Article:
It hardly seems worthwhile to summarize the plot, as this film really has none by itself. The three protagonists are still hunting Voldemort's horcruxes, and to do this, they must return to Hogwarts, give their position away intentionally right away, (before finding the last few horcruxes!), and effectively cause Voldemort to bring an army to attack Hogwarts,
(real smart Harry).
But I'm getting ahead of myself. The film starts out with some interestingly slow scenes, involving Harry and the gang planning to infiltrate Gringotts, (the wizard bank), to find a horcrux locked away inside. This is all fine, but the actual Gringotts sequence is one of the most poorly handled in the series.
First off, there are all these obvious and cheesy cliche's:
-A goblin under the Imperius curse, (which in this film, makes people seem wasted), happily wandering in to the line of sight of a dragon and getting burned to a crisp.
-Hermione falling to the floor of the cavern, breaking her fall just long enough to get a clear shot of her cleavage and then hitting the floor.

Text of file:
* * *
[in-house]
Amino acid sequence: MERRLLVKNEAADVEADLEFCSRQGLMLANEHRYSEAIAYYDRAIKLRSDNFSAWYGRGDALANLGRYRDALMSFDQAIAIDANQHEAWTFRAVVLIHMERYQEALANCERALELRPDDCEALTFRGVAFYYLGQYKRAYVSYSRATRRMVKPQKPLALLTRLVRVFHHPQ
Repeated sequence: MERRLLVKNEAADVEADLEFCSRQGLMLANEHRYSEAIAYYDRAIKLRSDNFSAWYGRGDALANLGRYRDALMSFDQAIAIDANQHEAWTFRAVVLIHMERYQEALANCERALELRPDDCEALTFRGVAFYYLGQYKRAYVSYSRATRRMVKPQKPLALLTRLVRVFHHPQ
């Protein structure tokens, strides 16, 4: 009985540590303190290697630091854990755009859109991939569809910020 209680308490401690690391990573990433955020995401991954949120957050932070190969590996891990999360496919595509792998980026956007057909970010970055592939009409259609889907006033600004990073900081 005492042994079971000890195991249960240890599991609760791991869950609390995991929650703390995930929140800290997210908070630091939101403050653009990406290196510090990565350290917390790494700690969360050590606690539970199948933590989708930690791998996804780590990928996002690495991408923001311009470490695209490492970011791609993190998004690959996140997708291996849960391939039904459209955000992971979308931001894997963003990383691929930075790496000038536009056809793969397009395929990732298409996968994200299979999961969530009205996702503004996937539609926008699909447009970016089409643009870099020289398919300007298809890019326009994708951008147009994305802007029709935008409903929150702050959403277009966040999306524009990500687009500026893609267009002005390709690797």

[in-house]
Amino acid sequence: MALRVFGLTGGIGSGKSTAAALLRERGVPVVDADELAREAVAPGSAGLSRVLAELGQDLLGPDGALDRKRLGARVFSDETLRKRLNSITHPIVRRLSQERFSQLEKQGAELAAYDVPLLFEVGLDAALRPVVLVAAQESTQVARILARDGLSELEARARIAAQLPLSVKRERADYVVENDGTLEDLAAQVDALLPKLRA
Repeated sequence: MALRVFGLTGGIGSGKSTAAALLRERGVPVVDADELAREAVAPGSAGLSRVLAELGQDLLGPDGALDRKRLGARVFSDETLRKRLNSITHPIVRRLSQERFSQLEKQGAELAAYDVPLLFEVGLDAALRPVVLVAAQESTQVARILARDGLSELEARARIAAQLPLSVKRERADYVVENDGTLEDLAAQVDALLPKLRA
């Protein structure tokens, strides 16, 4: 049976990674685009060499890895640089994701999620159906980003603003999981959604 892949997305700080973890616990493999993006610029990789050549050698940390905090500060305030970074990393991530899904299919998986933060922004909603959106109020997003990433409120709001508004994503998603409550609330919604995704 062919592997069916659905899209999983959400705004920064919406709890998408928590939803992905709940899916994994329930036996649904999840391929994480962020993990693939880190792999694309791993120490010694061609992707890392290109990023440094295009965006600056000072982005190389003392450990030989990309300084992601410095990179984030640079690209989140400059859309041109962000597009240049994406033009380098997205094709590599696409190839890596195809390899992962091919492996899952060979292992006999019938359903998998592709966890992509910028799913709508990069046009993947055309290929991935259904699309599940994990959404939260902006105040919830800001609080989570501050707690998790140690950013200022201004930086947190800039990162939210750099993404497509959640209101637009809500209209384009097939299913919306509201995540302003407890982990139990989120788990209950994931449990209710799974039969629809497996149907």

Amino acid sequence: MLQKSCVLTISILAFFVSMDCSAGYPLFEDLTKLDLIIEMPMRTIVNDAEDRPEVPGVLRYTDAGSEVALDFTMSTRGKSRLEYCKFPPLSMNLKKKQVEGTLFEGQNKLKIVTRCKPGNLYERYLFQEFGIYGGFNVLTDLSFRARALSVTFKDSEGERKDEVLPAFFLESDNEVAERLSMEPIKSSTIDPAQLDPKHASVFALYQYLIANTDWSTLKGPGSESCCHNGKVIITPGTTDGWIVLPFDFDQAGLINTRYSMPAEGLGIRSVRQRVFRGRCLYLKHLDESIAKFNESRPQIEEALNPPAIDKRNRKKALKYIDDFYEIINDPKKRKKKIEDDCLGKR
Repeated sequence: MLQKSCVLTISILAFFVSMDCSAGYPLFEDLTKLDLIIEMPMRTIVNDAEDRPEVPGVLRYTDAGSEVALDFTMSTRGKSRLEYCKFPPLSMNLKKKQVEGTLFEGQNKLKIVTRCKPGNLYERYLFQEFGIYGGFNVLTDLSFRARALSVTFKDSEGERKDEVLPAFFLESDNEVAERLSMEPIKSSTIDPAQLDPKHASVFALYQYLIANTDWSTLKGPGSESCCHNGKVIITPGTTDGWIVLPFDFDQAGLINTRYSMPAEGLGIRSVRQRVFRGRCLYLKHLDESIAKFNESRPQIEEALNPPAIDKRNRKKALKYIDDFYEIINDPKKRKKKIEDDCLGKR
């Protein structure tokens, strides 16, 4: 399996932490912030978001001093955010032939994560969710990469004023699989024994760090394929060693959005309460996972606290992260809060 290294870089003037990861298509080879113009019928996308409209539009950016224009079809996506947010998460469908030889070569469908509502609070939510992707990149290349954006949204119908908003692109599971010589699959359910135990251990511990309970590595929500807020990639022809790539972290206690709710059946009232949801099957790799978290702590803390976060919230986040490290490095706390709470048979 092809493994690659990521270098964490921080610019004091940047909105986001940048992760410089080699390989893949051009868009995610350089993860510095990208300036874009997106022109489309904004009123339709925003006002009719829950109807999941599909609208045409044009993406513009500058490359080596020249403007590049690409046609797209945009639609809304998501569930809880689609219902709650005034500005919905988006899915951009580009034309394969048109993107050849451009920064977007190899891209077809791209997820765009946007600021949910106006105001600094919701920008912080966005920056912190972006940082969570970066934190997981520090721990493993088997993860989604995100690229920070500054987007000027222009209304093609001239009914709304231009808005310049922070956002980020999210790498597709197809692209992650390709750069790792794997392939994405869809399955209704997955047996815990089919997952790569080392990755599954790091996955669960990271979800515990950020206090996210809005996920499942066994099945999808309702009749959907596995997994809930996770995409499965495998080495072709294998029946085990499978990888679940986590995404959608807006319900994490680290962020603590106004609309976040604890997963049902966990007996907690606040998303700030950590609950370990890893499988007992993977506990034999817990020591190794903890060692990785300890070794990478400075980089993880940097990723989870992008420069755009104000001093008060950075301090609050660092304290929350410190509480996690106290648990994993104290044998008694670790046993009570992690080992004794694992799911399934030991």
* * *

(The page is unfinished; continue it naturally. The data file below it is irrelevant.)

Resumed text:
-A character uttering a line like "I never said I'd get you out!"
Everything about this scene just felt off, and there was no tension or arc at all to it. It seems as though they just tried to get it out of the way as quickly as possible to spend more time on the final battle. Anyways, this all sort of took me out of it early on, so I was less open to what came after that point.
I can't really go into much more detail, (I don't want to write a whole review on that scene). So now I'll talk about some of the things this film does right...